power, as well as resistance to collectivization, anti-religious
campaigns, and Russification.
In 1944 the Chechens and Ingush, together
with the Karachay-Balkar, Crimean Tatars, and other nationalities were
deported en masse to Kazakhstan and Siberia, losing at least one-quarter
and perhaps half of their population in transit. Though
"rehabilitated" in 1956 and allowed to return in 1957, they lost land,
economic resources, and civil rights; since then, under both Soviet and
post-Soviet governments, they have been the objects of (official and
unofficial) discrimination and discriminatory public discourse.
In recent years, Russian media have
depicted the Chechen nation and/or nationality as thugs and bandits
responsible for organized crime and street violence in Russia.
In late 1992 Russian tanks and troops,
sent to the north Caucasus ostensibly as peacekeepers in an ethnic dispute
between Ingush and Ossetians over traditional Ingush lands politically
incorporated into North Ossetia after the 1944 deportation, forcibly
removed the Ingush population from North Ossetia and destroyed the Ingush
villages there; there were many deaths and there are now said to be up to
60,000 refugees in Ingushetia (about one-quarter of the total Ingush
In developments reminiscent of today's
invasion of Chechnya, in the weeks leading up to the action the Ingush
were depicted (inaccurately) in regional media as heavily armed and poised
for a large-scale and organized attack on Ossetians, and the Russian
military once deployed appears to have undertaken ethnic cleansing at
least partly on its own initiative. (My only sources of information
for this paragraph are Russian and western news reports. Helsinki Watch is
preparing a report for publication in early 1995.)
The invasion of Chechnya presently
underway has meant great human suffering for all residents of the Chechen
lowlands, including Russians, but only the Chechens are at risk of ethnic
cleansing, wholesale economic ruin, and loss of linguistic and cultural
Religion. The Chechens and Ingush are Sunni Muslims of the Hanafi
school, having converted in the late 17th to early 19th centuries.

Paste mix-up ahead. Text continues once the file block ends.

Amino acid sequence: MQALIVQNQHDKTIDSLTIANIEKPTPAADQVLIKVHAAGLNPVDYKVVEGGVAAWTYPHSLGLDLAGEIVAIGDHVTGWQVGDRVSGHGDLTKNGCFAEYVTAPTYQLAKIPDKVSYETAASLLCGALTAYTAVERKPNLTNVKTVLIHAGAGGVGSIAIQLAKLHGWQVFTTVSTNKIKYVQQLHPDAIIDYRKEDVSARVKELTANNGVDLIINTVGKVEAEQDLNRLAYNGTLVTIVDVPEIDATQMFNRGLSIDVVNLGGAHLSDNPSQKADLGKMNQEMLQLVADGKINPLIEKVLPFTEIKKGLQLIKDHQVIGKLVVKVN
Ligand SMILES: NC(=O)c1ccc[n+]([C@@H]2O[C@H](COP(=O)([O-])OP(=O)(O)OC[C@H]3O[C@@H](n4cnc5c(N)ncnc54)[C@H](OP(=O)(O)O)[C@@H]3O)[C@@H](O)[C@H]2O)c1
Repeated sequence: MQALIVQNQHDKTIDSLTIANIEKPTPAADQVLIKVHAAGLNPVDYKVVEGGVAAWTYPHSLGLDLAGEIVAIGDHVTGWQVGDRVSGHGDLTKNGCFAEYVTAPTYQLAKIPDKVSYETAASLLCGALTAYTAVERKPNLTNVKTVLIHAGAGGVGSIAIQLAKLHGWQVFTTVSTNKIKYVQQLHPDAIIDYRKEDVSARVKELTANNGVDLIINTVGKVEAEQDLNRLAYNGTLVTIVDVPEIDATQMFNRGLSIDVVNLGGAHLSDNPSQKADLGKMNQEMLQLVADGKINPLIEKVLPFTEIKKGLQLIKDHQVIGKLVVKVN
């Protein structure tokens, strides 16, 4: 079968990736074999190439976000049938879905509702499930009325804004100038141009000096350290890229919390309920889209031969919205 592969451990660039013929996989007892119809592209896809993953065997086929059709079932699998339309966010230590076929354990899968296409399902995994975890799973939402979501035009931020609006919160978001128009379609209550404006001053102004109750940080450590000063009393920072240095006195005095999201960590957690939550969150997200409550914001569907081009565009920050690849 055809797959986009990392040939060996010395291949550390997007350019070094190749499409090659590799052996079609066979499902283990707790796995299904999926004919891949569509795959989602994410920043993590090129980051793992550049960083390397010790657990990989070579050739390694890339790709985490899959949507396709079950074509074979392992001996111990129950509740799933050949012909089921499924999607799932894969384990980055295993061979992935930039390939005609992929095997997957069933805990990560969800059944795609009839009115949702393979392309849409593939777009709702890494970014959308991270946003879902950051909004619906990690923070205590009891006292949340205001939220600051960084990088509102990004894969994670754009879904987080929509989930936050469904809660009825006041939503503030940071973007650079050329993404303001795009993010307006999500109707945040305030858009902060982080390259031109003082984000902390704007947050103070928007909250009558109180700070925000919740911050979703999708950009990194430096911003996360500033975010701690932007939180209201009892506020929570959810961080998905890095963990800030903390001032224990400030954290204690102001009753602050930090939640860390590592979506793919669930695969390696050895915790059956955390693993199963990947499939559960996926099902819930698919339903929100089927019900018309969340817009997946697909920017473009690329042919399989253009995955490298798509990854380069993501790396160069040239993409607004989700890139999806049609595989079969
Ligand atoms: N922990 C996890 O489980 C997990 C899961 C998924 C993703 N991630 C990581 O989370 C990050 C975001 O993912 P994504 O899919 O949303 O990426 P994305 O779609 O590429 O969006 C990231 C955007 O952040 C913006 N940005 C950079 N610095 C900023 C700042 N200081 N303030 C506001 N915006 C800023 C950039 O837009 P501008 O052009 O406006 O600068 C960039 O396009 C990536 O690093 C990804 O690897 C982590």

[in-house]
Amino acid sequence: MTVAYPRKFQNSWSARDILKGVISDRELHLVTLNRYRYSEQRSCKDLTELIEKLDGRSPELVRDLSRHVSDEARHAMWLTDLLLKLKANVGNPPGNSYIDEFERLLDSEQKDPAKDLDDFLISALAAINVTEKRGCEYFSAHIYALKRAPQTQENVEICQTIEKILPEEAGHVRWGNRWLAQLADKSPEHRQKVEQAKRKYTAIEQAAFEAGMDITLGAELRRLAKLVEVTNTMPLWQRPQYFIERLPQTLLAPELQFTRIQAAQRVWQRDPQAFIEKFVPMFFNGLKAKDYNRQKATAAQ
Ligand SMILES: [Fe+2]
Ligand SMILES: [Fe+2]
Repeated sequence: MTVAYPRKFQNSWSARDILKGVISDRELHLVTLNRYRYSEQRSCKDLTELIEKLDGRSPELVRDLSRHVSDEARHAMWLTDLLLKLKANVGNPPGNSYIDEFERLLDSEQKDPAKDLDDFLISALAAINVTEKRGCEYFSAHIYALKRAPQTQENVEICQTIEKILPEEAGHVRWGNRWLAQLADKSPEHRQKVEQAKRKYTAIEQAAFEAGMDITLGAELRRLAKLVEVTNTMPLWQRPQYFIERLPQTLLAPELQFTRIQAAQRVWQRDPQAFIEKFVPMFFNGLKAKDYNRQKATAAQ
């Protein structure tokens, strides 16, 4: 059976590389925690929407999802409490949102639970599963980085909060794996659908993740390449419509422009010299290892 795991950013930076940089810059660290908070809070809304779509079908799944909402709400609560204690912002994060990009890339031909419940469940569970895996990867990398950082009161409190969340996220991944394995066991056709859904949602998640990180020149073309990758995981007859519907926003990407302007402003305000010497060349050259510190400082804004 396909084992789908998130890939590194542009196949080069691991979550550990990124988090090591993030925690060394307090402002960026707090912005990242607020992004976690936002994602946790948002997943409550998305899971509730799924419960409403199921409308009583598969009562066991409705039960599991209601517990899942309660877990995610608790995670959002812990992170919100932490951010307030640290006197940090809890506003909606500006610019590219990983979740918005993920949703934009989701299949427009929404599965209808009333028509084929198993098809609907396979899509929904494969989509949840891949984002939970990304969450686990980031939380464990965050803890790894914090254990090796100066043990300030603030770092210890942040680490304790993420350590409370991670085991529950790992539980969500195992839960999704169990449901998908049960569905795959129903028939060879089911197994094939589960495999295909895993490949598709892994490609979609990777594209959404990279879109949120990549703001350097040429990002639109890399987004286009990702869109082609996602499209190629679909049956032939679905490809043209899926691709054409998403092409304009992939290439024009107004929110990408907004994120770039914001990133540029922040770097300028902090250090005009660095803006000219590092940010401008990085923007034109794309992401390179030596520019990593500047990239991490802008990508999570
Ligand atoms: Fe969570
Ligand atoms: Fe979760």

Islam is now, as it has been since the conversion, strongly held and a
central component of the culture and the ethnic identity.
Economy, customs. Traditionally, the lowlands Chechen were grain
farmers and the highlanders raised sheep. At the time of Russian
contact the lowlands were wealthy and produced a grain surplus, while the
highlands were not self-sufficient in food and traded wool and eggs for
Chechen social structure and ethnic
identity rest on principles of family and clan honor, respect for and
deference to one's elders, hospitality, formal and dignified relations
between families and clans, and courteous and formal public and private
behavior. Kinship and clan structure are patriarchal, but women have full
social and professional equality and prospects for financial independence
equivalent to those of men.
Academics, writers, artists, and
intellectuals in general are well versed in the cultures of both the
European and the Islamic worlds, and the society as a whole can be said to
regard both of these heritages as their own together with the indigenous
north Caucasian artistic and intellectual
Social organization. Until the Russian conquest the Chechens were an
independent nation with their own language and territory but no formal
political organization. Villages were autonomous, as were clans.
Villages had mutual defense obligations in times of war, and clans had
mutual support relations that linked them into larger clan confederations
(which generally coincided with dialects). Each clan was headed by a
respected elder. There were no social classes and no differences of rank
apart from those of age, kinship, and earned social honor.